4G Americas calls for ITU-R to step up on 5G
5G spectrum demands assessed by 4G Americas
A co-authored white paper on potential 5G spectrum requirements has called for the ITU-R to step up on 5G, and make sure technical standardisation and 5G spectrum identification and harmonisation proceed in a co-ordinated way.
A paper from 4G Americas calls on ITU-R to make sure it identifies frequency bands in a timely manner, and also that it acts as a key driving body for 5G standardisation (bold text below by Inside5G). Standards development and spectrum studies need to proceed in a co-ordinated way, the paper said, meaning that the ITU-R would be very well placed to bring together 5G technology standardisation and spectrum requirements.
The paper said:
ITU-R, through its World Radio Conference 2015 (WRC-15) process, could give a significant boost to paving the way for 5G by making timely decisions on the following matters:
- Agreeing on creating an agenda item for WRC-19 on consideration of spectrum for IMT-2020 (5G)
- Agreeing on consideration for studies of a range of frequencies proposed by regional groups from within which a set of globally harmonized bands could be identified for 5G
- Consideration of ranges/bands that could accommodate various use cases and applications envisaged for 5G systems
ITU-R could also play a vital role by bringing together the 5G expertise from around the world (standards developing organizations, research entities, regulators and academia) and expertise within ITU-R (Working Party 5D) to complete development of 5G (IMT-2020) standards according to ITU-R-agreed timelines. Developments of such standards need to be accompanied by studies on spectrum matters. ITU-R Working Party 5D, as the focal point of these studies, could bring together technological aspects of 5G with identification of globally harmonized bands for consideration at WRC-19.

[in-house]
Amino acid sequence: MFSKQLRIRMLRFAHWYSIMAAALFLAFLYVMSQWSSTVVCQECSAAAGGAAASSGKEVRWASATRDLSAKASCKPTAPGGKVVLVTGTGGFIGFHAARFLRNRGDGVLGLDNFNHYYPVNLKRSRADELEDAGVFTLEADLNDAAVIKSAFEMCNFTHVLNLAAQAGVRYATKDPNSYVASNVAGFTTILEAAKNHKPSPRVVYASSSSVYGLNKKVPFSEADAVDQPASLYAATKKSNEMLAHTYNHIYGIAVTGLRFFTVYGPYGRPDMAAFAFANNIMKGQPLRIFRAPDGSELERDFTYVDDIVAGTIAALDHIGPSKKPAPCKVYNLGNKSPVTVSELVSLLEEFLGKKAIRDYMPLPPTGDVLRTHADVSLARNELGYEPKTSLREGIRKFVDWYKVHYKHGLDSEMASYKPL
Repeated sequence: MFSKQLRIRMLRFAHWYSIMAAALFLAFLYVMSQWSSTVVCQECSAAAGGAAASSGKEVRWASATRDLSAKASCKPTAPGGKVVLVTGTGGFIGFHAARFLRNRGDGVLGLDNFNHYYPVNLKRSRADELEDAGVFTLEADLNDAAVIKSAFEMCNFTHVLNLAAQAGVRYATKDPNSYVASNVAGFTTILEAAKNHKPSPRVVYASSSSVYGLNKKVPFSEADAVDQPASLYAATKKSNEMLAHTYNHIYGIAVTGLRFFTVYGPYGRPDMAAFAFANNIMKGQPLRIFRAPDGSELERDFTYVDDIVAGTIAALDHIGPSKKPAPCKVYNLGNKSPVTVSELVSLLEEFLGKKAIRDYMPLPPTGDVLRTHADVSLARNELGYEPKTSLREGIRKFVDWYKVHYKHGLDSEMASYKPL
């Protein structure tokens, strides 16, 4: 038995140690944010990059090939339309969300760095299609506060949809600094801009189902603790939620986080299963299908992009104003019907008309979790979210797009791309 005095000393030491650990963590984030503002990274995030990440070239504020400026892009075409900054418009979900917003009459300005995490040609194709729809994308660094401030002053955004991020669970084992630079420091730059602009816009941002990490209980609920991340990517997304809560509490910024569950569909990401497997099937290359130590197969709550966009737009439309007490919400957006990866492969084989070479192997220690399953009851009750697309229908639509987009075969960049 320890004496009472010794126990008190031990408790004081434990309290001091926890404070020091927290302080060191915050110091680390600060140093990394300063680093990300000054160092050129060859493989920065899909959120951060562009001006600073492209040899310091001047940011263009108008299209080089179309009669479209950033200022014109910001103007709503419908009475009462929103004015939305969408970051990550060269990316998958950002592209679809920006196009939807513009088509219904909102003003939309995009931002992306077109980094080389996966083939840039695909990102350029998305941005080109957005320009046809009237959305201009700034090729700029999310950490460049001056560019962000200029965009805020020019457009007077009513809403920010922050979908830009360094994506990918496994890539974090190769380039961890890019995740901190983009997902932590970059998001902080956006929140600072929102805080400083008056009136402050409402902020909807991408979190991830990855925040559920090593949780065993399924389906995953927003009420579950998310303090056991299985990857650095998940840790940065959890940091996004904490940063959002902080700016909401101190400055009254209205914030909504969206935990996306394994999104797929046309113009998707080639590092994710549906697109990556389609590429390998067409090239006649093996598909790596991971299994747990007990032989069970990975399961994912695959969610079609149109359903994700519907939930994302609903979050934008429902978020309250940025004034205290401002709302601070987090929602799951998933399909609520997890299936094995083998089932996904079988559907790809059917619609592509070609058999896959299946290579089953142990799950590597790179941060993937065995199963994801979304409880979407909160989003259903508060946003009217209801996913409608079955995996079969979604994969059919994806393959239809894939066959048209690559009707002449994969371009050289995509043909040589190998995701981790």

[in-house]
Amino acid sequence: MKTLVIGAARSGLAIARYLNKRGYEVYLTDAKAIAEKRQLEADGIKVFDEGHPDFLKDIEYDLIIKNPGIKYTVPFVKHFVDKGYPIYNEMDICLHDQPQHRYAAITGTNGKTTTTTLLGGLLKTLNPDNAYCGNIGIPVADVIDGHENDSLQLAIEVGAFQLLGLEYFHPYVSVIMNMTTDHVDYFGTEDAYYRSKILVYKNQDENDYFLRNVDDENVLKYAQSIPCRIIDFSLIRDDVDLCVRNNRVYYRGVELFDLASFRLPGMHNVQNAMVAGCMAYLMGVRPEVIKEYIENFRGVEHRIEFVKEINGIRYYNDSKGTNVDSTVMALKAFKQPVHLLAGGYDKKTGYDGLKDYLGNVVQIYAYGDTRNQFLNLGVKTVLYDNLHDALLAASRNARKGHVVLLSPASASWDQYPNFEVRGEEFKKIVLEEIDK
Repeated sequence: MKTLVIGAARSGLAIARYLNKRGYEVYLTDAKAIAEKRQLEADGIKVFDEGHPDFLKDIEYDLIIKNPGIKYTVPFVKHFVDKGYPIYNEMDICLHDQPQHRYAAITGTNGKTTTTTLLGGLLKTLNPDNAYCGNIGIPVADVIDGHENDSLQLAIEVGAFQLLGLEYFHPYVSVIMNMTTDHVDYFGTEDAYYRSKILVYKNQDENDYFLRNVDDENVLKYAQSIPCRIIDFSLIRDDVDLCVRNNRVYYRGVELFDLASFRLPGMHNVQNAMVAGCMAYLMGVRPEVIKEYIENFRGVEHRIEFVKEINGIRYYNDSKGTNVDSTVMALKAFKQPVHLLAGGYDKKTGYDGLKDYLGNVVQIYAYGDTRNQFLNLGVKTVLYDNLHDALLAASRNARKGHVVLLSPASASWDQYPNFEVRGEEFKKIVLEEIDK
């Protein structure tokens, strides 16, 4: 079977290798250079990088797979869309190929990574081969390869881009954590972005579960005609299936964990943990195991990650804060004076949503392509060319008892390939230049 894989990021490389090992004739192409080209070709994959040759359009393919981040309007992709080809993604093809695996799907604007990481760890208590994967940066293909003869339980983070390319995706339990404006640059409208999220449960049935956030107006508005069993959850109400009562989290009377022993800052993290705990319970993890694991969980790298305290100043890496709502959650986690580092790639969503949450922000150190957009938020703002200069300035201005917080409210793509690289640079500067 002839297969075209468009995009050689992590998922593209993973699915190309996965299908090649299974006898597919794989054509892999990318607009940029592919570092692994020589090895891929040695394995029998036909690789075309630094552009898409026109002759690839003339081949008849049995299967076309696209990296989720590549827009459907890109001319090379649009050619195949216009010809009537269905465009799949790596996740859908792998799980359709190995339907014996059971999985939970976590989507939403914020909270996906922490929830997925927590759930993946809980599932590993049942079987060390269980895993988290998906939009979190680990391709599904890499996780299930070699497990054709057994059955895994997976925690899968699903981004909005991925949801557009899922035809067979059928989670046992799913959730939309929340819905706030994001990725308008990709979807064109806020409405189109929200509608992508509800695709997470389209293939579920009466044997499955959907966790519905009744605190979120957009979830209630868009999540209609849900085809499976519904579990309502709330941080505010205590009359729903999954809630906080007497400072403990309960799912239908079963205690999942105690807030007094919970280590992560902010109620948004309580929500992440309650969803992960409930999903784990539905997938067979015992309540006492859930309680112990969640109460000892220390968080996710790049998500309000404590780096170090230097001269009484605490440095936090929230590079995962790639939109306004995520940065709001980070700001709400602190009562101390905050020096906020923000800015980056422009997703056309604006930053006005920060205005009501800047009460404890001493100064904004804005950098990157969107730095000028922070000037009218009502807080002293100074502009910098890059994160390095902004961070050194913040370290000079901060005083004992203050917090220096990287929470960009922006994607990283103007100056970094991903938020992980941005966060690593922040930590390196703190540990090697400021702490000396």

The paper said the range of potential 5G use cases necessitated the availability of both sub-6GHz and mmWave bands above 30GHz and 50GHz, although there is no specific recommendation as to where the industry should head to in terms of particular bands. It also identifies a few key technical challenges (antenna diversity, transmit/receiver integration) thrown up by designing systems to work in those differing frequency domains.
Additionally, there is a useful table collating the current status of proposed spectrum bands for 5G in key countries – the bands being proposed and how and when regulators are looking for comments, before submitting confirmed regional proposals.
Exclusive spectrum license environment to be retained for 5G
As an aside – in a section headed: Protection Of Incumbents, the paper reasons that the spectrum licensing regime that has fostered 4G investment would work equally well for 5G.
However, the paper argues that spectrum sharing could be deployed where some spectrum (satellite, military) is partially available on a geographic or temporal basis, or not cleared in time for commercial 5G operation.
In other words, operators should be given exclusive license rights to their “own” 5G spectrum, and also be allowed to “share” spectrum currently reserved for other activities.